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Death tolls and economic losses from natural hazards continue to rise in many parts of the world. With the aim to reduce future impacts from natural disasters it is crucial to understand the variability in space and time of the vulnerability of people and economic assets. In this paper we quantified the temporal dynamics of socio-economic vulnerability, expressed as fatalities over exposed population and losses over exposed GDP, to climate-related hazards between 1980 and 2016. Using a global, spatially explicit framework that integrates population and economic dynamics with one of the most complete natural disaster loss databases we quantified mortality and loss rates across income levels and analyzed their relationship with wealth. Results show a clear decreasing trend in both human and economic vulnerability, with global average mortality and economic loss rates that have dropped by 6.5 and nearly 5 times, respectively, to 1989 to 2007 from 1980-1989 to 2007-2016. We further show a clear negative relation between vulnerability and wealth, which is strongest at the lowest income levels. This has led to a convergence in vulnerability between higher and lower income countries. Yet, there is still a considerable climate hazard vulnerability gap between poorer and richer countries.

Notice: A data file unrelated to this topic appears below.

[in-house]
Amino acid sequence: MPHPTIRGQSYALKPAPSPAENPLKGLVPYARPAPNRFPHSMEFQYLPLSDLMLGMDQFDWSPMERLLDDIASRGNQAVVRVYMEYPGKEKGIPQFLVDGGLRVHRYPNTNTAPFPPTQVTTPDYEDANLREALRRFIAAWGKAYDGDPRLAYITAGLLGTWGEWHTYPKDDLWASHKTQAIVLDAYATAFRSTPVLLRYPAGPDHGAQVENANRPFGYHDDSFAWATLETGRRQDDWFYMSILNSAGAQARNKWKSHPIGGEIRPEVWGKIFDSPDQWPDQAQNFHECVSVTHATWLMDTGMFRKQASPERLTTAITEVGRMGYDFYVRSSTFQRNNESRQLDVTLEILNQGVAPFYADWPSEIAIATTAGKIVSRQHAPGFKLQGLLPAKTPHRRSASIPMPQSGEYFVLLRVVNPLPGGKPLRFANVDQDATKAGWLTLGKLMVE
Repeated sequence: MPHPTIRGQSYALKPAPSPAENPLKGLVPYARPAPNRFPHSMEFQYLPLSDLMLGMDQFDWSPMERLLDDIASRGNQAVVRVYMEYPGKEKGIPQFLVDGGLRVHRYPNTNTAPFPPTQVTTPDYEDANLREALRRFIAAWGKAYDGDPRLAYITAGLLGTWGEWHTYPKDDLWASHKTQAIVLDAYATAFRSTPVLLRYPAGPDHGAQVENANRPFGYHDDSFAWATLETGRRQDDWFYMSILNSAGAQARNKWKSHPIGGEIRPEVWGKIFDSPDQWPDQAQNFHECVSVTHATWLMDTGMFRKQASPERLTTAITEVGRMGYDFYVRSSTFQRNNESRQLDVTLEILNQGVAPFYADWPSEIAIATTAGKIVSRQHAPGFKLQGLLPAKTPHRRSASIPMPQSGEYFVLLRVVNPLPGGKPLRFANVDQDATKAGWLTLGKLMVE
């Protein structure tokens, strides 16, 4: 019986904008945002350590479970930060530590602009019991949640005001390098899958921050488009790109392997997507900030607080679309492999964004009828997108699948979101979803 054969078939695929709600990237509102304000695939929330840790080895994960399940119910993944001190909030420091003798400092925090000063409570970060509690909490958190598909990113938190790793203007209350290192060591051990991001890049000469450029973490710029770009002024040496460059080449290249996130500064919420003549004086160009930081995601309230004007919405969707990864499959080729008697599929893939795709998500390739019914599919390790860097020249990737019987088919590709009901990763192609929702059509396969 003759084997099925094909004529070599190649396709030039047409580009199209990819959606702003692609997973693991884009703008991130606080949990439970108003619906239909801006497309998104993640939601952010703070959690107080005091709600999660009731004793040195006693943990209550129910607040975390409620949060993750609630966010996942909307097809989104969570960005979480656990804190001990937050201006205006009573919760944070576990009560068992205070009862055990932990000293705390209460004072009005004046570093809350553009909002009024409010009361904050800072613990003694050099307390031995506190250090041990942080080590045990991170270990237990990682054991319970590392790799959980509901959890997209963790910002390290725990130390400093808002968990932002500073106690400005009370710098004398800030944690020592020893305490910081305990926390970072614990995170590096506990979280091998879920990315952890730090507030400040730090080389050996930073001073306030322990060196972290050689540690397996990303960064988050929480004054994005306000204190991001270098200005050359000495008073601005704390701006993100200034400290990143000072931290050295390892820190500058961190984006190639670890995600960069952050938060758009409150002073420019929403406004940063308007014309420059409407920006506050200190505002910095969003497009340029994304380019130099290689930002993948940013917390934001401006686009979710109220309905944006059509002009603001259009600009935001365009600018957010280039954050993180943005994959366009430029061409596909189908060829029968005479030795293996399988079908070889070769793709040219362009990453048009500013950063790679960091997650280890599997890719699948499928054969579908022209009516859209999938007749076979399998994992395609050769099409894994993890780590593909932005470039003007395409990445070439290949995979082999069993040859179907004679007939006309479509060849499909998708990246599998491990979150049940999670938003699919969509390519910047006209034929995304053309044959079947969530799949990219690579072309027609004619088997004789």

Formetta, G., & Feyen, L. (2019). Empirical evidence of declining global vulnerability to climate-related hazards. Global Environmental Change, 57. https://doi.org/10.1016/j.gloenvcha.2019.05.004